The first U.S. rehab center for Internet addiction has opened its doors last month near Seattle, Washington. The 45-day treatment, which includes a forced break from Internet use in addition to re-enforcing social skills and other interventions, costs 14,000 dollars.
The question is, do we really need such a center? Does Internet addiction exist?
While Internet Addiction Disorder is not currently included in the Diagnostic and Statistical Manual of Mental Disorders (DSM), many argue that addictions to the Web do exist.
Addicts describe symptoms that are very similar to other addictions, such as an overwhelming impulse to use the Internet, experiencing withdrawal symptoms when not using it, continually increasing the amount of Internet use while withdrawing from other activities, denying the harmful effects of the behavior and continuing it despite those harmful effects.
In severe cases, Internet addiction can lead to the loss of a job or marriage, to car accidents for those who can’t stop texting while driving, or even to death – some people have died after playing video games for days without a break because of a blood clot associated with being sedentary.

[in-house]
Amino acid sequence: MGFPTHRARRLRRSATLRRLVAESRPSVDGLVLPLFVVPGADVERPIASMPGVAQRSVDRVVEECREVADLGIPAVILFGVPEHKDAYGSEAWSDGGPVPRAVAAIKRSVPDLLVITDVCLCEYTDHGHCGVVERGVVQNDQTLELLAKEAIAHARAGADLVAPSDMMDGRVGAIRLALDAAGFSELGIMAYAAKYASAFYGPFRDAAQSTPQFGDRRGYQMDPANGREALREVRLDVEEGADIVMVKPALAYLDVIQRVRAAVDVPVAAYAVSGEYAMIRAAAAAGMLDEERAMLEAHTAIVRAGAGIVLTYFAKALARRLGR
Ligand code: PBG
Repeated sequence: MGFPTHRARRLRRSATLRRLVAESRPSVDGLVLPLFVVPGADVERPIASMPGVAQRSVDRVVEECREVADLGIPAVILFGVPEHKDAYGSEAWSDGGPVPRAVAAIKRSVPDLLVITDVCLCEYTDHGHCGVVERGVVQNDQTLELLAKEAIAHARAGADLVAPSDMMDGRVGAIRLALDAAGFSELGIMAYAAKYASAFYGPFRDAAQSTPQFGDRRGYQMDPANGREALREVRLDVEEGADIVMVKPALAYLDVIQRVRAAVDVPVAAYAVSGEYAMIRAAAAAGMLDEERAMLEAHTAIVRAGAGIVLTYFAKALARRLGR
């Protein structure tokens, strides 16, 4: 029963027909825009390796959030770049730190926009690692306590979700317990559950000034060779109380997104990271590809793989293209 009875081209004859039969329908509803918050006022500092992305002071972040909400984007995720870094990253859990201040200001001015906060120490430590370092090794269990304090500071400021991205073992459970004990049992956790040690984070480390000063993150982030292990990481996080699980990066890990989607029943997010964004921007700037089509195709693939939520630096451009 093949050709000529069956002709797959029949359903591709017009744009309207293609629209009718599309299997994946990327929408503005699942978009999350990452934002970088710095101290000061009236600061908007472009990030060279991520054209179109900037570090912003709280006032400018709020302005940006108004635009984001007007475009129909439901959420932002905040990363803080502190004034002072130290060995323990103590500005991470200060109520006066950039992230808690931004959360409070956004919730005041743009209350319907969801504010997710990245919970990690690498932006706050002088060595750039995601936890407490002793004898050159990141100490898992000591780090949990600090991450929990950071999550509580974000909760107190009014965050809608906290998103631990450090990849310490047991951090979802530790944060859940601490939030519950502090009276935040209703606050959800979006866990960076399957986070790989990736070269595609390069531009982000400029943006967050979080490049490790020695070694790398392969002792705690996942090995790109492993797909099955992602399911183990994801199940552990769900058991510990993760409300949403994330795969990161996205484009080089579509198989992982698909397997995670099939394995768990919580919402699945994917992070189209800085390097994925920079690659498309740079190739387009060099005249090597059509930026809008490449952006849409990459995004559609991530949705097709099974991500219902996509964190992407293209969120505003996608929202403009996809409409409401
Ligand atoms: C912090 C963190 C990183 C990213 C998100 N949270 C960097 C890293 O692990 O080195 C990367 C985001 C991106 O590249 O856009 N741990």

Researchers have been warning us for a long time now that obsessive internet use poses risk of isolation and depression, so even if excessive Internet use does not become an addiction, it could still be harmful.
It’s interesting to note that the Chinese government recognizes Internet addiction and treats it harshly. I’m sure the posh American rehab center is heaven compared with China’s treatment centers for Internet addiction, although the harsh Chinese methods might prove to be far more effective long-term than the gentle American methods.
What do you think? Do you think Internet Addiction exists? Do you know anyone in real life who might be suffering from it? Do you think milder forms of excessive Internet use (which most us professional bloggers are probably guilty of!) can be harmful as well?
Update: A new study says that Internet addiction does exist and is linked to ADHD and depression in teens.